It has now been one year since the initial restrictions to slow the spread of COVID-19 were imposed. According to a study by Mind in 2018, up to 40% of GP appointments are related to mental health. Covid has resulted in more people experiencing mental health concerns as well as worsening symptoms.

The effect of the pandemic on mental health has been universal, as people have been forced to deal with self-isolation, remote working and general anxiety about the virus. Working conditions and environment in particular have a huge impact on mental health and, equally, someone’s mental health can have a significant impact to perform well in their job.

Around 1 in 7 people experience mental health problems in the workplace, according to When organisations fail to confront the issue and provide employees with the appropriate support, it will often impair their ability to do their job further down the line. In recent years, presenteeism has been on the rise and evidence suggests that 12.7% of all sickness absence days in the UK can be attributed to mental health related circumstances.

As we come up to a year of working through the pandemic, with many expecting to continue working from home for a while yet, the onus must be on businesses to go above and beyond to support their employees. Working remotely shouldn’t mean working alone and it’s in the interest of employers to be a driving force in improving the wellbeing of their staff.

Now more than ever, it is important for organisations to be vocal and make the most of internal communication channels so that employees feel connected and valued. This approach sends a clear message that staff wellbeing matters and will encourage people to come forward when they are struggling. Promoting a culture of honesty can help employees feel more safe being open about their situation and asking for help when needed.

For many people, working from home has also blurred the lines between office and home life which makes it difficult to strike a healthy balance. It’s important for businesses to take stock and be honest about the causes of mental health problems. Leaders need to encourage flexible working and be aware of unmanageable workloads so that employees can redefine the boundaries between home and work and avoid burning out.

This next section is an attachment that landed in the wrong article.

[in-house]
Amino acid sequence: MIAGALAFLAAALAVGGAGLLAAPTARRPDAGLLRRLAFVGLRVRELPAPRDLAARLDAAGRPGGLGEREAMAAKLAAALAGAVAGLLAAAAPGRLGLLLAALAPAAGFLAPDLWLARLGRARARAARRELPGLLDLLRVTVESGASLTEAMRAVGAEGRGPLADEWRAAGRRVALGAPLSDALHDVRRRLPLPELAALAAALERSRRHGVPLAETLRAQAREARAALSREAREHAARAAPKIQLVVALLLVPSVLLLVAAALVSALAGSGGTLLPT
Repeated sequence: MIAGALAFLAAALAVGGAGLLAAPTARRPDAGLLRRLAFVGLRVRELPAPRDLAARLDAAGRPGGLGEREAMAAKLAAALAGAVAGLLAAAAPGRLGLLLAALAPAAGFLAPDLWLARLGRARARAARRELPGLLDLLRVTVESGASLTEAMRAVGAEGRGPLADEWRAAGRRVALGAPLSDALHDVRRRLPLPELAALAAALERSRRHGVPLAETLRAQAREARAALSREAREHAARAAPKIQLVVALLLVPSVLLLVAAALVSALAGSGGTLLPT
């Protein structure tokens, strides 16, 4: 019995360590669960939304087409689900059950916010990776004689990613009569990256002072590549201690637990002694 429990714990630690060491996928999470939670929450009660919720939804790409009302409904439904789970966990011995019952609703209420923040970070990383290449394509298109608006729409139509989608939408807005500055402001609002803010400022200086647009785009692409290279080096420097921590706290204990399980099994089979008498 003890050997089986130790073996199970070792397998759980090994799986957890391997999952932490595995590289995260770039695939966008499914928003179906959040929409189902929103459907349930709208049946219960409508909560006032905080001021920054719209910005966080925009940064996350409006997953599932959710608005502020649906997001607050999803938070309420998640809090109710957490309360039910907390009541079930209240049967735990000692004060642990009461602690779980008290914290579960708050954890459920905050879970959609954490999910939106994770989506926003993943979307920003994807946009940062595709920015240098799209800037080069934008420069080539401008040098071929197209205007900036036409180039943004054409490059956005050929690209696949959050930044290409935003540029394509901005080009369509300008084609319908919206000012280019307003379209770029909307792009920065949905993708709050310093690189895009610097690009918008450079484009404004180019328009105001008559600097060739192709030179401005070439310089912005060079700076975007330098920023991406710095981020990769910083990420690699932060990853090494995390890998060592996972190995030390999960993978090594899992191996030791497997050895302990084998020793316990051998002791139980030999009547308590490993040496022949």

It is also important however, to recognise that organisations can only do so much. It is their responsibility to listen and provide support where possible, but they aren’t trained clinicians and they shouldn’t attempt to be. If an employee is really struggling, encouraging and helping them to access professional help is the best course of action.

One of the factors contributing to the rise in the severity of mental health symptoms is people avoiding contacting services for support. Some people have been worried about exposure to Covid or felt conflicted about potentially burdening the NHS on top of the pandemic response. If an employee expresses this concern, remind them that the NHS is still open to the public and services are there to support them. Encourage them to seek help and reassure them that many services have successfully implemented measures to operate in a Covid-secure way. 

The pandemic has highlighted the importance of promoting good mental health in the workplace, across all industries and ways in which employers can work to reduce the associated stigma of voicing their struggles. However, the events of the past year have also shown how much work there is still to do in ensuring that employees not only feel empowered to speak up when they are struggling, but that effective interventions and support services are easily accessible when they are needed. Increasing awareness is a small step towards creating an empathetic and effective system in the future that supports employees when they need it the most.